The stereotype: Men have a high and constant sex drive.
Murray's finding: Sex drive ebbs and flows for men.
Research has shown that male sexual desire is high and constant. But consider that particular study was done with university students in relationships and the results become questionable. Murray's own research found that the stereotype doesn't ring true for most guys. “Some men feel they need to always be interested, because those are the cultural scripts,” Murray says, but she also points out that anything from having a fight with a partner, stress, and body changes (like gaining weight after an injury, for example) can all affect men’s desire. “I found men struggled with this. They wanted to turn sex down, but also felt pressure to have it,” Murray says. “We need to normalize that men may not be in the mood.”
The stereotype: Men have higher sex drives than women.
“We say men have higher desire or should have higher desire than their female partner,” says Murray. “But that is just not accurate.” According to research, the man has higher desire in about a third of mixed-sex couples, the woman in about another third, and the last third have roughly equal desire.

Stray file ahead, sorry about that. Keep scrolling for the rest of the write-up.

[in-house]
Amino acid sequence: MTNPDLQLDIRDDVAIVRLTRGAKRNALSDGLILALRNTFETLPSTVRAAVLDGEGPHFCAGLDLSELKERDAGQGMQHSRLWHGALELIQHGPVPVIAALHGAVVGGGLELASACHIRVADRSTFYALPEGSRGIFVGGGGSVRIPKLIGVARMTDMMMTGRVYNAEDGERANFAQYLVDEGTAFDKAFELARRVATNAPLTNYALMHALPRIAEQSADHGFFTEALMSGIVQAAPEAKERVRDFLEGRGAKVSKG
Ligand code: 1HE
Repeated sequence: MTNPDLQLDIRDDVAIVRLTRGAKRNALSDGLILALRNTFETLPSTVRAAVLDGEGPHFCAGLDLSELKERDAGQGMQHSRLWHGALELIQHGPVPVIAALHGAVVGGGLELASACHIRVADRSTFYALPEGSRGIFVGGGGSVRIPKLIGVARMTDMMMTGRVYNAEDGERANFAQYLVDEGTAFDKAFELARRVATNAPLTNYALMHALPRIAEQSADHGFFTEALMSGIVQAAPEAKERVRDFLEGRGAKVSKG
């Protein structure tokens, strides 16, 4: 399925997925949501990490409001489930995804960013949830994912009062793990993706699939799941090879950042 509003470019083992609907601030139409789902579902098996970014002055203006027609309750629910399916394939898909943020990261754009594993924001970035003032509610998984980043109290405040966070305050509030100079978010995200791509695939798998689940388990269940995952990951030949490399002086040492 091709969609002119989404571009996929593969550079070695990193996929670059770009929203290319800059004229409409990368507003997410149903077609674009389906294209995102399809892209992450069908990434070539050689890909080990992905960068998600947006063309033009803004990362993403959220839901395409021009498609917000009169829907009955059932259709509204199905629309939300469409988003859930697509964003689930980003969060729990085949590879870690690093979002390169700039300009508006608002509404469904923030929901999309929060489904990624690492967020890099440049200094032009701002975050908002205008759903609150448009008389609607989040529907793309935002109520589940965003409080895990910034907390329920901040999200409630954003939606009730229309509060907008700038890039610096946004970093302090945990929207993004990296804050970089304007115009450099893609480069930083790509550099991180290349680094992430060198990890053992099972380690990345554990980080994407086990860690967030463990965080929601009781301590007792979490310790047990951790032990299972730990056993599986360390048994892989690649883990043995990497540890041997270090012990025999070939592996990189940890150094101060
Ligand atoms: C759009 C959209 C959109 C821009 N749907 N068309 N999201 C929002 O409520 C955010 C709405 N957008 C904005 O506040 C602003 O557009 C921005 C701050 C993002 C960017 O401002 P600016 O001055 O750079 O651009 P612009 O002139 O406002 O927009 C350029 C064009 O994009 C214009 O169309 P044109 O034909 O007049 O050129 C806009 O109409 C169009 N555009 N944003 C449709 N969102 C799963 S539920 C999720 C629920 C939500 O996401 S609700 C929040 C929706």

The stereotype: Men should initiate sex and romance.
Murray's finding: Men want to feel desired, too.
“Men said they tell women they look beautiful, they initiate sex,” says Murray. But on the flip side, men rarely got the same in return—which sometimes affected their mood. “Men told me how important feeling sexually desired was to their sexuality,” says Murray. “They knew they were supposed to be the ones doing the desiring, but they really liked when their female partner complimented them or initiated romantic touch or sex.”
The stereotype: Sex is mostly about physical pleasure.
Murray's finding: Sex is also emotional.
“We often assume that men’s desire is mainly physical in nature, that it’s about getting off—having an orgasm, the pleasure side alone,” she says. “Men say so much more of their sexuality is about emotional connection with a partner as a way to feel close.” This is why the sting of rejection hurts, according to Murray: “They wanted that emotional connection, and didn’t get it. Men will think, are you rejecting sex or are you rejecting me?” She stresses this is not a point that’s supposed to make anyone agree to sex they don’t want to have. “It’s about understanding where our partner is coming from, not about feeling guilty,” she says.